Xenogender Meaning: A Parents' Guide To Kids Choosing Objects As Genders


It’s super common to see pronouns listed like this: he/his, she/her, they/their. But occasionally, you might also find a list like this: he/him/bun/bunny. More than any other generation, Gen Z is broadening their view and challenging the traditional idea of gender. In fact, Time Magazine reported in 2023 that more than half of Gen Z-ers believe that there are more than two genders.

A gender that goes beyond the traditional binary of male and female is called “nonbinary.” If you don’t personally know someone who is nonbinary, you’ve probably noticed that some big-name celebrities — like Atypical star Brigette Lundy-Pain and The Last of Us star Bella Ramsey — have publicized their nonbinary identities.

Within the nonbinary community, there is a small percentage of people who are choosing to take gender outside of the human realm altogether. If you’re the parent of a child who falls within this percentage, you’re probably wondering how you can support your kid’s identity. I asked experts for insight and advice, and here’s what I learned.

What are xenogenders and neopronouns?

The xenogender label popped up on Tumblr about 10 years ago for people who describe their gender using plants, animals, creatures, and objects. This practice is accompanied by a separate but related one involving pronouns, with some kids and teens choosing to use “nounself” pronouns.

These pronouns, created using existing words or themes, might look like this: wol/wolf/wolfself or fae/faer/faeself or vamp/vampself.

According to research from The Trevor Project, the number of people using nounself pronouns is very small. They tend to pop up among intense fandoms, gaming communities, and neurodiverse youth. Some kids choose to use them only in certain contexts, such as online roleplay, or only with certain people, like friends or relatives.

Why do these pronouns appeal to young people?

Nounself pronouns might appeal to neurodivergent brains because they can have multiple thoughts at once, and they don’t feel the same pressure as neurotypical people to follow societal norms. “To me, it makes perfect sense that folks with these kinds of brains are searching for ways to name themselves that better match the complexity and non-linearity of their thinking,” says Jen Self, founder of the University of Washington Q Center and owner of Brick 13 consulting.

Choosing a nounself pronoun may reflect a child or teen’s process of understanding their identity and gender through their interests, hobbies, and personality.

Still, articles from the New York Times and CNN about neopronouns or “new pronouns” have sparked criticism and debate on social media. Since nounself pronouns are used by only a small sliver of the population, they are hard for many people to understand and accept.

Although neopronouns are getting more attention recently, there’s actually a long history behind them, according to Dennis Baron, author of What’s Your Pronoun. The search for an “it” pronoun alternative that refers to people dates back hundreds of years. “They” has always been the most popular option.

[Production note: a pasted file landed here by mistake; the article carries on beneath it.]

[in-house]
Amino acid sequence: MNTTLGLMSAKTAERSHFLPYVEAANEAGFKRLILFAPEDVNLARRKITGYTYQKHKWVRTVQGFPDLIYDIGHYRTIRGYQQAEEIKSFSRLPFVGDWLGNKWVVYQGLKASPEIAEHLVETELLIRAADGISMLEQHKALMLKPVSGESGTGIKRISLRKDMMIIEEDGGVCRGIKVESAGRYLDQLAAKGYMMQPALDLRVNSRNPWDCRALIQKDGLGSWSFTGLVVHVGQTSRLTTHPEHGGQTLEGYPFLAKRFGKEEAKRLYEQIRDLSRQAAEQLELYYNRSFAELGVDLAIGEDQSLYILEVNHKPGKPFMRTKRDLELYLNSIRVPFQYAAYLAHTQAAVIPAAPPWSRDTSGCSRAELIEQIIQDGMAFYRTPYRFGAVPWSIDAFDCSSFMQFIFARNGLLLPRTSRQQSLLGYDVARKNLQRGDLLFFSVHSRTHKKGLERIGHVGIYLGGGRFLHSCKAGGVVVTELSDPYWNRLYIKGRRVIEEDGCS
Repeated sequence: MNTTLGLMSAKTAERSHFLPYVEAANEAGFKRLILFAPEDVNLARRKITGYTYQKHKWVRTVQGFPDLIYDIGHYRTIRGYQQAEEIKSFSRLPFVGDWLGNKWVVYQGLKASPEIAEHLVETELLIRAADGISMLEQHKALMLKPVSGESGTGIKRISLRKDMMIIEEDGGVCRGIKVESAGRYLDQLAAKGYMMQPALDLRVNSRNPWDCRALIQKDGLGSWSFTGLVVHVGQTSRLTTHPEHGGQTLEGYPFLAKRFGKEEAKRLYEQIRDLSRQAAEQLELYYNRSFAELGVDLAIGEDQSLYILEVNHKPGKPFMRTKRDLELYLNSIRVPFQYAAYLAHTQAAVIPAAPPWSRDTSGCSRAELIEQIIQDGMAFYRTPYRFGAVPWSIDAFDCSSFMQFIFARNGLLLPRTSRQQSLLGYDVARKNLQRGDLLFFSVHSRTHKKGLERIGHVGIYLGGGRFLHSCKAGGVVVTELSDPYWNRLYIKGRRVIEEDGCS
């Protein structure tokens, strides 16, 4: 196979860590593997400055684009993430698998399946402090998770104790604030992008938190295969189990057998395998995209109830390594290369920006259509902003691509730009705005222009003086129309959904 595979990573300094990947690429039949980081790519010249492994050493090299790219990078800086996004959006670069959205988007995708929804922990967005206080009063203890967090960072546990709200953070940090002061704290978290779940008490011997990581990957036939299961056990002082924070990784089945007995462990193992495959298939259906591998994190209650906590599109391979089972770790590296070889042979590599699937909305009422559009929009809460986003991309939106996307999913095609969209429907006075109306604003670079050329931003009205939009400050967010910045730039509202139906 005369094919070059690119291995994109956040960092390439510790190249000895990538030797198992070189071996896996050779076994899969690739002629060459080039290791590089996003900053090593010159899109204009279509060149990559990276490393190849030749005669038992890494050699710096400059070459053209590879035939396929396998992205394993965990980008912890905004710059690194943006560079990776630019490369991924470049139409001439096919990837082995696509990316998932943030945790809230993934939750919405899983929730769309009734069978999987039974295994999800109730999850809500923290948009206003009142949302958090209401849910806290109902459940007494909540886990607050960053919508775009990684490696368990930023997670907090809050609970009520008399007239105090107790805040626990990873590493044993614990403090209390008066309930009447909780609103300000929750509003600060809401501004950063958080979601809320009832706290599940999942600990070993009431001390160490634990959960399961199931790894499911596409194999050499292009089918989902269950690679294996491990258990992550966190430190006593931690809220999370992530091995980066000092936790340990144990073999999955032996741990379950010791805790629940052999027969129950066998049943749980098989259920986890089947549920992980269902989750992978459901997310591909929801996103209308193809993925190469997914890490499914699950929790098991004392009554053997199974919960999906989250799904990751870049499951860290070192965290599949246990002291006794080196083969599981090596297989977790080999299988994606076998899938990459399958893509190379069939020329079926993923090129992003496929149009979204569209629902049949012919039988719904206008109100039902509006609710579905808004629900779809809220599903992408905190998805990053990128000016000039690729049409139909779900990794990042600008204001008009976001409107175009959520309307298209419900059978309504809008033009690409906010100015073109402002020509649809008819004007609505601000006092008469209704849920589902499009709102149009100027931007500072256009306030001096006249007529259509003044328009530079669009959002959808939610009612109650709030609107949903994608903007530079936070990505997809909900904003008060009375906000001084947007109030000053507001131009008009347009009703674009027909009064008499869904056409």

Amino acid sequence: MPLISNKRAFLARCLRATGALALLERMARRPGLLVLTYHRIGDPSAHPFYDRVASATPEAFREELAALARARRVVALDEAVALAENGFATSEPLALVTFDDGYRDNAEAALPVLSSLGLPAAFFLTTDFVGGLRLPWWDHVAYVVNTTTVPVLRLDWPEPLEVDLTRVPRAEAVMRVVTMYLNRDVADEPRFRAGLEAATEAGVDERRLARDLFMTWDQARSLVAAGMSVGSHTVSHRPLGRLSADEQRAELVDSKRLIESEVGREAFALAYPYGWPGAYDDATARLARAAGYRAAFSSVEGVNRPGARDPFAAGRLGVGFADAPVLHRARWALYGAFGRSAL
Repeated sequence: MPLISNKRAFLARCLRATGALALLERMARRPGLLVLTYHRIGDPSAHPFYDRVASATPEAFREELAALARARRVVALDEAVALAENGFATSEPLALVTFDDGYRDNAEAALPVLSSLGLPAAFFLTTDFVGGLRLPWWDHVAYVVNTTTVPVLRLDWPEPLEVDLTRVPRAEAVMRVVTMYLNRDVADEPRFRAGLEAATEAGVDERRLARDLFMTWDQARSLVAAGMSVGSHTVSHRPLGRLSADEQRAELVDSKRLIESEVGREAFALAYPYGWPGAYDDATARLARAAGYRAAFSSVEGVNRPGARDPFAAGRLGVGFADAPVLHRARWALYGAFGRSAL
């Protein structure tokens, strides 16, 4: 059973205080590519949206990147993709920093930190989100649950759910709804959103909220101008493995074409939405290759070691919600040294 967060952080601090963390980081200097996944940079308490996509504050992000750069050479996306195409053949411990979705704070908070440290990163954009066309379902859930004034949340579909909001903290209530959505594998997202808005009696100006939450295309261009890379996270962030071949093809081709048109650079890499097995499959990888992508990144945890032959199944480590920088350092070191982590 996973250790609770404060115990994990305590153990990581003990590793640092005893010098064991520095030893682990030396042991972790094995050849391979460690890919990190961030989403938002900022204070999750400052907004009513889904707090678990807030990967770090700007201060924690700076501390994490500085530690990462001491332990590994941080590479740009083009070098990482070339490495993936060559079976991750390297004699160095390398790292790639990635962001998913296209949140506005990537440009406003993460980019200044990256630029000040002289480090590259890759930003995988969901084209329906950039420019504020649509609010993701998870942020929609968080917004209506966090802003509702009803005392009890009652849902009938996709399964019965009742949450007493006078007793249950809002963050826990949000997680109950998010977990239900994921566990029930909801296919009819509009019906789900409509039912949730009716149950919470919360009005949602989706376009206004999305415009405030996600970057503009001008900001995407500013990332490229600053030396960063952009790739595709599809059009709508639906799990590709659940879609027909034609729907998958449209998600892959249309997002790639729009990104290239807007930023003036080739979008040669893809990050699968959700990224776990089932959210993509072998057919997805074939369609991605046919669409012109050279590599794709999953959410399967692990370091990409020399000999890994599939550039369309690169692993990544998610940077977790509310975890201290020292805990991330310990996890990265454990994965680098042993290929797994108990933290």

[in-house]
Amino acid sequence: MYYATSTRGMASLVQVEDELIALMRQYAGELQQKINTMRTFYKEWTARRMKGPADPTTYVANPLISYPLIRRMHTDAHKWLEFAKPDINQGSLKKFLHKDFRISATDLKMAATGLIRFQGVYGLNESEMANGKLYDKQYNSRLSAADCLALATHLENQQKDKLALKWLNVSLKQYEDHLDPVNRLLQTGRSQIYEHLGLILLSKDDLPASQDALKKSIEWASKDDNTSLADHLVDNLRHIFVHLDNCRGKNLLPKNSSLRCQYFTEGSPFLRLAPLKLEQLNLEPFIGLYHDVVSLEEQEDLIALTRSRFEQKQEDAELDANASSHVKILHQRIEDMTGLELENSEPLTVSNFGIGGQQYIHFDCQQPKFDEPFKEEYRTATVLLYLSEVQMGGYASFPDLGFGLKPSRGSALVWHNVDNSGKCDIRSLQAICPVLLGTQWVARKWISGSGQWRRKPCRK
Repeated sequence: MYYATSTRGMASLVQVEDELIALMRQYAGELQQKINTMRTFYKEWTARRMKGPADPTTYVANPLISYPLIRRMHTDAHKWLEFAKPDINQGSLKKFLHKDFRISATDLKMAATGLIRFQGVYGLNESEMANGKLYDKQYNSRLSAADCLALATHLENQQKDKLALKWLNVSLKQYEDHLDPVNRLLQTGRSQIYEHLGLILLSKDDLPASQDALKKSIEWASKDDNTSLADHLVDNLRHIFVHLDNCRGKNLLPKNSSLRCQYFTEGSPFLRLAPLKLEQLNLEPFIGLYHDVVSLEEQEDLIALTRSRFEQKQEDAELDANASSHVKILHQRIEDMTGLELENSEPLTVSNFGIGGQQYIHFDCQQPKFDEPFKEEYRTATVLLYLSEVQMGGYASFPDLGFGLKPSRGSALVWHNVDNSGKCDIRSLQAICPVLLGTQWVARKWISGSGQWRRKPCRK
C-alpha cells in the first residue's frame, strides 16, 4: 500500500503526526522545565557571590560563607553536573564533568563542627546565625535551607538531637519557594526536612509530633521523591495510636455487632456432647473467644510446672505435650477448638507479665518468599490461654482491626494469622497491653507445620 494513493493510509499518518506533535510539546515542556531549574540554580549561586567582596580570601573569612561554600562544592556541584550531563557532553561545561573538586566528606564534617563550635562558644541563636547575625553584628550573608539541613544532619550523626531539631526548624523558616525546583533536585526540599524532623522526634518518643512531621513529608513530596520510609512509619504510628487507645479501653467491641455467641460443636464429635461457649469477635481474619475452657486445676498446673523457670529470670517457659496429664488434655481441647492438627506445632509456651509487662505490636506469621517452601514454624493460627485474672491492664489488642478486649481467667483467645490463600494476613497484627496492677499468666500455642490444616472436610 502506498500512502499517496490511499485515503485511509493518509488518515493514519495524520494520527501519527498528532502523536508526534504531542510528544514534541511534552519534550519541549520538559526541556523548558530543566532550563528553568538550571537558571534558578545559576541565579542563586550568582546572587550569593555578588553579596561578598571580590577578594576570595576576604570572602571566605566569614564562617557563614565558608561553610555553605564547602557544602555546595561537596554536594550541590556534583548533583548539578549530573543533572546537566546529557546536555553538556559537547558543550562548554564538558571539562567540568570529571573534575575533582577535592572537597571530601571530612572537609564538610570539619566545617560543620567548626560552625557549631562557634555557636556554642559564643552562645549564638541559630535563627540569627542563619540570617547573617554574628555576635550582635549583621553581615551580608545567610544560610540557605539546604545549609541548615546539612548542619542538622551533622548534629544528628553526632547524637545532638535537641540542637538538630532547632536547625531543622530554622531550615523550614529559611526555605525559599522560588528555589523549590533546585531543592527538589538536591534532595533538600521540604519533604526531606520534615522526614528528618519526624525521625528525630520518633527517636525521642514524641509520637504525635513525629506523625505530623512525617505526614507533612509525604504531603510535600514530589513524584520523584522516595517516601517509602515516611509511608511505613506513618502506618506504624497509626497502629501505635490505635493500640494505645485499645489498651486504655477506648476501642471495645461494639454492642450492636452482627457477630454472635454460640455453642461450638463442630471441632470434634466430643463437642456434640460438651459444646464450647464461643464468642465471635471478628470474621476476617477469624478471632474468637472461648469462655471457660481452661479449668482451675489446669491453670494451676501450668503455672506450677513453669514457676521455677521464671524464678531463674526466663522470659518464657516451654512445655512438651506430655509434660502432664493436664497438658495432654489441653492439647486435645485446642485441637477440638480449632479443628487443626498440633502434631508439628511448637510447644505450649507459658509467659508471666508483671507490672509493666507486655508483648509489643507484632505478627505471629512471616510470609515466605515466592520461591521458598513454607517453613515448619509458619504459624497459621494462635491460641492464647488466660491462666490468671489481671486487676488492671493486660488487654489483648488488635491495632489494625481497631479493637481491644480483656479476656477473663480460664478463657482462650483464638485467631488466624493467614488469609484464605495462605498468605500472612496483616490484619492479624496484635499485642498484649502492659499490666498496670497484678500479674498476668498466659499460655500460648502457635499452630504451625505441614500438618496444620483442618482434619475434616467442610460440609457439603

“Not enough people use [neopronouns] to make a dent,” Baron says. “They are there because we have a feeling that singular ‘they’ is not doing it. We’re still looking for the perfect solution. My guess is that the singular ‘they’ will continue long-term. The others will come and go.”

How can parents support their xenogender kids?

While the pronoun debate continues, parents and caregivers are left wondering what it actually means for their everyday lives.

There are several ways parents or caregivers can support a child who says they are xenogender or want to use nounself pronouns, explains Kelsey Pacha, owner of the consulting firm Infinite Diversity LLC and board president of Trans Bodies, Trans Selves.

“First, ask the child to share more about their identity, and second, communicate that you want to respect them,” Pacha says. “Adults can ask directly, ‘What should I call you?’ and ‘How can I best respect you?'”

Since some children and teens only use this part of their identity in certain contexts and with certain people, they might not want their xenogender or nounself pronoun to be discussed or used everywhere. Respecting their privacy is important.

Pacha says that since this language can be unfamiliar and uncomfortable to some people, it’s helpful to say, “Using these words is new to me, and I might mess up. Please know I am always doing my best. Would it be OK for me to call you by your name as I learn?”

Parents of kids who identify as xenogender or use nounself pronouns may also want to look for youth groups and therapists that specialize in LGBTQ or neurodiverse youth.

“Although xenogender youth are not the same as transgender or nonbinary youth, these intersectional providers may have resources in your area that support a broader range of identities than we see in the dominant culture,” Pacha says.



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